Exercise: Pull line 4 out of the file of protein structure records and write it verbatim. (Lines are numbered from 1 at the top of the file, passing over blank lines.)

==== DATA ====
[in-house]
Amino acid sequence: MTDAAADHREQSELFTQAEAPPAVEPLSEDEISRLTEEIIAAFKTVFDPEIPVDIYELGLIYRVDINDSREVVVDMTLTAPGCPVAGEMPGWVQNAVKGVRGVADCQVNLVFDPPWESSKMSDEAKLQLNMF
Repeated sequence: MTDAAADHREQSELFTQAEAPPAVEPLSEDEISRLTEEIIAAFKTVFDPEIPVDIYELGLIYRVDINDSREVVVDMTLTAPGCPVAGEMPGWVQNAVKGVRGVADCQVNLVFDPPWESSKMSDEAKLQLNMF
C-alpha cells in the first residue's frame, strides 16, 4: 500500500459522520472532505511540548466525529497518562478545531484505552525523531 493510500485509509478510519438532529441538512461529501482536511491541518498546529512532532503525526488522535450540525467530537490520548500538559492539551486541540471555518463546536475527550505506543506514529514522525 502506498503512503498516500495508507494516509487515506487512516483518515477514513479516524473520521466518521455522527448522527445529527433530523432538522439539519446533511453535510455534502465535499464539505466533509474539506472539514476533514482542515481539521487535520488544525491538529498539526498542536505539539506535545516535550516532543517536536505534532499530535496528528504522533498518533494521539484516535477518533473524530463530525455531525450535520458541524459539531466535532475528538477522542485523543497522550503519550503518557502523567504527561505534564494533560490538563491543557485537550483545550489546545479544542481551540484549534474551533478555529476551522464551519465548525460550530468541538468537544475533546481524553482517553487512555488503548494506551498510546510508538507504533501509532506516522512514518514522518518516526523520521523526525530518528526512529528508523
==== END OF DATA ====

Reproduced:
C-alpha cells in the first residue's frame, strides 16, 4: 500500500459522520472532505511540548466525529497518562478545531484505552525523531 493510500485509509478510519438532529441538512461529501482536511491541518498546529512532532503525526488522535450540525467530537490520548500538559492539551486541540471555518463546536475527550505506543506514529514522525 502506498503512503498516500495508507494516509487515506487512516483518515477514513479516524473520521466518521455522527448522527445529527433530523432538522439539519446533511453535510455534502465535499464539505466533509474539506472539514476533514482542515481539521487535520488544525491538529498539526498542536505539539506535545516535550516532543517536536505534532499530535496528528504522533498518533494521539484516535477518533473524530463530525455531525450535520458541524459539531466535532475528538477522542485523543497522550503519550503518557502523567504527561505534564494533560490538563491543557485537550483545550489546545479544542481551540484549534474551533478555529476551522464551519465548525460550530468541538468537544475533546481524553482517553487512555488503548494506551498510546510508538507504533501509532506516522512514518514522518518516526523520521523526525530518528526512529528508523